Promoting Efficient Use of Resources and Encouraging Innovation

25. A key resource issue to be addressed in the transition to digital broadcasting services is the allocation of spectrum suitable for digital television. The aim of the spectrum management framework encompassed in the Radiocommunications Act is to ensure that spectrum is allocated to uses which society values most. The Act does not, however, specify how spectrum is to be allocated. The Government retains flexibility to select the allocation method best suited to the spectrum concerned.

26. Auctioning spectrum rights is the preferred approach for spectrum for commercial use. A framework for consideration of non-commercial allocation of spectrum is the subject of a separate report back to Cabinet [refer CAB(00)M6/38].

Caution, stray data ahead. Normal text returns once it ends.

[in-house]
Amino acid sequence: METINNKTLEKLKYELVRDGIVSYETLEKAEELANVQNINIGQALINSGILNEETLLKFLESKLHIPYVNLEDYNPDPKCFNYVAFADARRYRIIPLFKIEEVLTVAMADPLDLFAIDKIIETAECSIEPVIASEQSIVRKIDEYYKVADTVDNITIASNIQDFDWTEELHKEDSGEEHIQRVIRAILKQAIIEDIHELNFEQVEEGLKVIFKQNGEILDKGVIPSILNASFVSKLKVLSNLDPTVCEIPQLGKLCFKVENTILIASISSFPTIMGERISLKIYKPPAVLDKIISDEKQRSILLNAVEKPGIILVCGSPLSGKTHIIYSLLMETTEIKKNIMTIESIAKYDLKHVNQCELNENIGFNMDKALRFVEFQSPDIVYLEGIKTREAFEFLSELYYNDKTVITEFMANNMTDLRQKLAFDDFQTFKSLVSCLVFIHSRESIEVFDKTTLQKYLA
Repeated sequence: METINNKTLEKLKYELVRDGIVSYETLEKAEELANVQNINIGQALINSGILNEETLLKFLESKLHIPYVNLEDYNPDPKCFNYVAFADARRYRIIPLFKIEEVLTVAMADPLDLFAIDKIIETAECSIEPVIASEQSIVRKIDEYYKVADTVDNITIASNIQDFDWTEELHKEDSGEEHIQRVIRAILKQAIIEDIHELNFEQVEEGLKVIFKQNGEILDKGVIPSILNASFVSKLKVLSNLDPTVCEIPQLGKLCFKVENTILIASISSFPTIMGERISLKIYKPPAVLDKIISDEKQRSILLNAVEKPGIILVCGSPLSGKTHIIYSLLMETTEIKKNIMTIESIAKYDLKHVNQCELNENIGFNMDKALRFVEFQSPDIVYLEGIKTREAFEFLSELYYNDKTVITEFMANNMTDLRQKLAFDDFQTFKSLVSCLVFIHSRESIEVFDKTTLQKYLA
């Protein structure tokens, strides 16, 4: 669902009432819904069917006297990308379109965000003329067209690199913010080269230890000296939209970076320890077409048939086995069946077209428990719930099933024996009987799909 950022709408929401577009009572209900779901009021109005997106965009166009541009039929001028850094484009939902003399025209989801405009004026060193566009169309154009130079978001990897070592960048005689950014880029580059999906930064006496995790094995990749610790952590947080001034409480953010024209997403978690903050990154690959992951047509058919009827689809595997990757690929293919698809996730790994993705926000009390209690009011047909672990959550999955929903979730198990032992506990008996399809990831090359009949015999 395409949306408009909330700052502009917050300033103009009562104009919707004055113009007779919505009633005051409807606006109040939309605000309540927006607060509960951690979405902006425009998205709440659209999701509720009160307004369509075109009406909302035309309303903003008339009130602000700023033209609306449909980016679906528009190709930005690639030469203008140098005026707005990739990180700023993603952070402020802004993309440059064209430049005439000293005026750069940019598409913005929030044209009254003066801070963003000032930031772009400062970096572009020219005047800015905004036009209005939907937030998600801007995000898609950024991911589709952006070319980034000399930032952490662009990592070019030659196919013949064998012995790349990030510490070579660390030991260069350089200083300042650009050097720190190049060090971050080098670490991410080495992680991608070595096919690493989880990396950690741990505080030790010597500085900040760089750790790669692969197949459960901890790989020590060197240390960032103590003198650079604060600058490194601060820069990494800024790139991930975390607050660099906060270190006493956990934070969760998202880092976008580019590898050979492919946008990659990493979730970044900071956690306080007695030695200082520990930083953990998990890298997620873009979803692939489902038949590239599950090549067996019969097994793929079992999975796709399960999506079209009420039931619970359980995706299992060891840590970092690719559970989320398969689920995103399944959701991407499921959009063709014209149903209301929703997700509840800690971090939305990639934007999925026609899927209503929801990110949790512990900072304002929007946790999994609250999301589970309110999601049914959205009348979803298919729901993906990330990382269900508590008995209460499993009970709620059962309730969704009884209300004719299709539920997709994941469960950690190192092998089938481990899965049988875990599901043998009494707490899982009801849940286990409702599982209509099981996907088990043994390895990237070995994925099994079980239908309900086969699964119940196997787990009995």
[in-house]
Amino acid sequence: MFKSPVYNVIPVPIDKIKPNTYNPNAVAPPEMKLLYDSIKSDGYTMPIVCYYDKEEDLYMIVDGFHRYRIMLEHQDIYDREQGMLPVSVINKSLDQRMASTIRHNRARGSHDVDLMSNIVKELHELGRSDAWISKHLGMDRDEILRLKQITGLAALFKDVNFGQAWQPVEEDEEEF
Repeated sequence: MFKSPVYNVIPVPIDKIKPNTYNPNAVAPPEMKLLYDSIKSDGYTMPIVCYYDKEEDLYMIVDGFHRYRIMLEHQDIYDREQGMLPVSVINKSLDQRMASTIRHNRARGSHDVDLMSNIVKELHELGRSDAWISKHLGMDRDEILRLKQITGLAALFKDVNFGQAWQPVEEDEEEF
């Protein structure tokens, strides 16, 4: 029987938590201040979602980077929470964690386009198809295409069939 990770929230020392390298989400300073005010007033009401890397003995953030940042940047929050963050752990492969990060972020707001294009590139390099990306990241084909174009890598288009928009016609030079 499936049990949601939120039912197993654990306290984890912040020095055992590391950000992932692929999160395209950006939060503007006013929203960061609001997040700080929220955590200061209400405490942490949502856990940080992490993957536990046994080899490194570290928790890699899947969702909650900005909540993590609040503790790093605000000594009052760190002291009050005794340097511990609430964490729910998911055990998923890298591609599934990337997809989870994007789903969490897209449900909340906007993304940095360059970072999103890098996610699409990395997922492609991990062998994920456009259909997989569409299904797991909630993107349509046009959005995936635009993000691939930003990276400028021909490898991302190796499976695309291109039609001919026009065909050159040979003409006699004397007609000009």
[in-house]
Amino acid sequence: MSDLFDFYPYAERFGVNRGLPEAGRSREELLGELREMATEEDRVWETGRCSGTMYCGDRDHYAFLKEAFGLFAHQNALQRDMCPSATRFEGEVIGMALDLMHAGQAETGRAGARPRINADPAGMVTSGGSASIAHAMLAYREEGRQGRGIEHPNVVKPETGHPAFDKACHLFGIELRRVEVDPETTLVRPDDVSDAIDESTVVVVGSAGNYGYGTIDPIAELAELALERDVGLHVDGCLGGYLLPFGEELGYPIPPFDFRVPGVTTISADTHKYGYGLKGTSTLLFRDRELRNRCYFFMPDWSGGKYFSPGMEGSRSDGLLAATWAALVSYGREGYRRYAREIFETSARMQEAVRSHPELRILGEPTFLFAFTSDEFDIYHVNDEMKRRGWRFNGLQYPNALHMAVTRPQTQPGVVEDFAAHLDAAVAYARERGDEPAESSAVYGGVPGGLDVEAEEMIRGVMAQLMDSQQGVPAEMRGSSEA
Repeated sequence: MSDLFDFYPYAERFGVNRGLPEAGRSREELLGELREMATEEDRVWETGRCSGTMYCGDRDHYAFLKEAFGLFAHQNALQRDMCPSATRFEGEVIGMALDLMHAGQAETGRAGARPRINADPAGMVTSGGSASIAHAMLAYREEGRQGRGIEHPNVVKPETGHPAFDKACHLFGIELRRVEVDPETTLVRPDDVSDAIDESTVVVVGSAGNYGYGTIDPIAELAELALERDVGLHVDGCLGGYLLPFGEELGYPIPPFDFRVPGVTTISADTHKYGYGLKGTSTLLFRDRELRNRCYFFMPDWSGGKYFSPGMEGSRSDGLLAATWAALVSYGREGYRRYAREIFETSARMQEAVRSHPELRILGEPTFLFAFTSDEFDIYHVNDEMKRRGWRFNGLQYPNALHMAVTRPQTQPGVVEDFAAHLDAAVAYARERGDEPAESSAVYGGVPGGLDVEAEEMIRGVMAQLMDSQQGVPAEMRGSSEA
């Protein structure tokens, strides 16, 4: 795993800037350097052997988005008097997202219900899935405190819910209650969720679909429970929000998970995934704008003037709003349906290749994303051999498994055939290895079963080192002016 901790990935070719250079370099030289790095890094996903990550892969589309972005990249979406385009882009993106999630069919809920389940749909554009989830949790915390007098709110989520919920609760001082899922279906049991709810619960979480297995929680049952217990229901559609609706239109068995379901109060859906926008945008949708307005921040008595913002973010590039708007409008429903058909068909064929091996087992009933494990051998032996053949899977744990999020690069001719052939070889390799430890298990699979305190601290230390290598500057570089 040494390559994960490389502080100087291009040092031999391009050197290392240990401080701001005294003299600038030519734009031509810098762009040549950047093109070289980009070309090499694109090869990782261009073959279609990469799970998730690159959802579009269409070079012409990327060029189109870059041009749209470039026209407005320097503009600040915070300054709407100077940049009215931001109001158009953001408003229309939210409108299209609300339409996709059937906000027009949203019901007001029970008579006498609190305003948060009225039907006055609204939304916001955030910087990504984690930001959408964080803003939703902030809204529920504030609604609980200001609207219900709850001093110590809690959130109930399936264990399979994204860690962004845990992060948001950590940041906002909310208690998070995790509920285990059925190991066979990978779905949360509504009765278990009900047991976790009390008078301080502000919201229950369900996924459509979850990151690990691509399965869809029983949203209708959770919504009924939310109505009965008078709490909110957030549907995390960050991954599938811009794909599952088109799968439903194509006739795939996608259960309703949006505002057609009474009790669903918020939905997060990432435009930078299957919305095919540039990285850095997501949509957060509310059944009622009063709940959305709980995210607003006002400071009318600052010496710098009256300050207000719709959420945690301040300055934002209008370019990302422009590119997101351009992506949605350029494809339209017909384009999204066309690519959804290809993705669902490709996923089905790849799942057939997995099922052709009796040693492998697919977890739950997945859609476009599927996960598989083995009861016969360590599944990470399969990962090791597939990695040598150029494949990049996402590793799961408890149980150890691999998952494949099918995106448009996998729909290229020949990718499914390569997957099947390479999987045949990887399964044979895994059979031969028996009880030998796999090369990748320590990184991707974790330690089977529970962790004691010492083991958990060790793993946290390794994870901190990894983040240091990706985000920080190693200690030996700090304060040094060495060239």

27. Spectrum suitable for digital television is expected to be ready for allocation following the 2GHz auction. A later paper on Digital Transmission will seek Government agreement to a mechanism for allocating this spectrum and include comment on:

 Decisions by the previous government to guarantee an allocation of spectrum to existing broadcasters for simulcast transmission (ie to broadcast in both digital and analogue).

 Issues relating to the transition from analogue to digital technology, including comment on international approaches to spectrum management. The Australian Government requires analogue broadcasting to be maintained until 2008 to ensure availability of services to viewers. In the United Kingdom, no decision has yet been made on a fixed date for analogue switch off.